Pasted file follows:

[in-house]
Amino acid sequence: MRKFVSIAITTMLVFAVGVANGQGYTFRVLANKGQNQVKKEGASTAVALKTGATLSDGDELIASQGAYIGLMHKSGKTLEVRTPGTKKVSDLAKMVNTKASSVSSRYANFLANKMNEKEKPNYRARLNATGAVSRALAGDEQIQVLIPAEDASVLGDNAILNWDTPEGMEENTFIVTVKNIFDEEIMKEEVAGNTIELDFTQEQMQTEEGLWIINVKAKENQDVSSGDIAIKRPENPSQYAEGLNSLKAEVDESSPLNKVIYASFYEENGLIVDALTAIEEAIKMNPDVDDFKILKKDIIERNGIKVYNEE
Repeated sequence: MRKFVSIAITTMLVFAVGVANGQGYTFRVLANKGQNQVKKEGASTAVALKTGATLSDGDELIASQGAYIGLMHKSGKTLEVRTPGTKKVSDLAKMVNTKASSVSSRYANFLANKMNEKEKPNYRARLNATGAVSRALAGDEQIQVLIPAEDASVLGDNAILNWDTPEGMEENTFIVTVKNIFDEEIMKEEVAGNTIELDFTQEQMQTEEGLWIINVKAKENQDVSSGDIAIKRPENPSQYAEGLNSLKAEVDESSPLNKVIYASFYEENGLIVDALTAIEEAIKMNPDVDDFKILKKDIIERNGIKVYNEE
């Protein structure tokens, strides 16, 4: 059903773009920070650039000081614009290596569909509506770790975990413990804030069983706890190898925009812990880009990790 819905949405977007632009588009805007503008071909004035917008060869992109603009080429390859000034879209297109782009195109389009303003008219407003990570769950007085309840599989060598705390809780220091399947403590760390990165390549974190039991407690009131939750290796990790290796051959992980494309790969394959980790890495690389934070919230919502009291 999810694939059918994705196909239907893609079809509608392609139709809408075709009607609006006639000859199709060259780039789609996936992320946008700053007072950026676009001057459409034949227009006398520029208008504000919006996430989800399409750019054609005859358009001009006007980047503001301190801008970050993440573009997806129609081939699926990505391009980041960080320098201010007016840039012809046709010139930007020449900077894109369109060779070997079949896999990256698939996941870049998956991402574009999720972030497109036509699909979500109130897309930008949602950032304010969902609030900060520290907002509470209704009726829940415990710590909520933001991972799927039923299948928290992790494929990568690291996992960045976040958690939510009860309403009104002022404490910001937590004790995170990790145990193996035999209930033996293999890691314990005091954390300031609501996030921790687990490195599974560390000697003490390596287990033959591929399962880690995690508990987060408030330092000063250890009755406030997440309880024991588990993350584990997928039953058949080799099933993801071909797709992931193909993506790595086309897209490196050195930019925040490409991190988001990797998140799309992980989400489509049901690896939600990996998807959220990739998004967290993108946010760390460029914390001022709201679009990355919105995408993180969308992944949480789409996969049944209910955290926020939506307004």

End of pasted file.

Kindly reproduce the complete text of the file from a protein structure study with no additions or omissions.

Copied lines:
[in-house]
Amino acid sequence: MRKFVSIAITTMLVFAVGVANGQGYTFRVLANKGQNQVKKEGASTAVALKTGATLSDGDELIASQGAYIGLMHKSGKTLEVRTPGTKKVSDLAKMVNTKASSVSSRYANFLANKMNEKEKPNYRARLNATGAVSRALAGDEQIQVLIPAEDASVLGDNAILNWDTPEGMEENTFIVTVKNIFDEEIMKEEVAGNTIELDFTQEQMQTEEGLWIINVKAKENQDVSSGDIAIKRPENPSQYAEGLNSLKAEVDESSPLNKVIYASFYEENGLIVDALTAIEEAIKMNPDVDDFKILKKDIIERNGIKVYNEE
Repeated sequence: MRKFVSIAITTMLVFAVGVANGQGYTFRVLANKGQNQVKKEGASTAVALKTGATLSDGDELIASQGAYIGLMHKSGKTLEVRTPGTKKVSDLAKMVNTKASSVSSRYANFLANKMNEKEKPNYRARLNATGAVSRALAGDEQIQVLIPAEDASVLGDNAILNWDTPEGMEENTFIVTVKNIFDEEIMKEEVAGNTIELDFTQEQMQTEEGLWIINVKAKENQDVSSGDIAIKRPENPSQYAEGLNSLKAEVDESSPLNKVIYASFYEENGLIVDALTAIEEAIKMNPDVDDFKILKKDIIERNGIKVYNEE
């Protein structure tokens, strides 16, 4: 059903773009920070650039000081614009290596569909509506770790975990413990804030069983706890190898925009812990880009990790 819905949405977007632009588009805007503008071909004035917008060869992109603009080429390859000034879209297109782009195109389009303003008219407003990570769950007085309840599989060598705390809780220091399947403590760390990165390549974190039991407690009131939750290796990790290796051959992980494309790969394959980790890495690389934070919230919502009291 999810694939059918994705196909239907893609079809509608392609139709809408075709009607609006006639000859199709060259780039789609996936992320946008700053007072950026676009001057459409034949227009006398520029208008504000919006996430989800399409750019054609005859358009001009006007980047503001301190801008970050993440573009997806129609081939699926990505391009980041960080320098201010007016840039012809046709010139930007020449900077894109369109060779070997079949896999990256698939996941870049998956991402574009999720972030497109036509699909979500109130897309930008949602950032304010969902609030900060520290907002509470209704009726829940415990710590909520933001991972799927039923299948928290992790494929990568690291996992960045976040958690939510009860309403009104002022404490910001937590004790995170990790145990193996035999209930033996293999890691314990005091954390300031609501996030921790687990490195599974560390000697003490390596287990033959591929399962880690995690508990987060408030330092000063250890009755406030997440309880024991588990993350584990997928039953058949080799099933993801071909797709992931193909993506790595086309897209490196050195930019925040490409991190988001990797998140799309992980989400489509049901690896939600990996998807959220990739998004967290993108946010760390460029914390001022709201679009990355919105995408993180969308992944949480789409996969049944209910955290926020939506307004």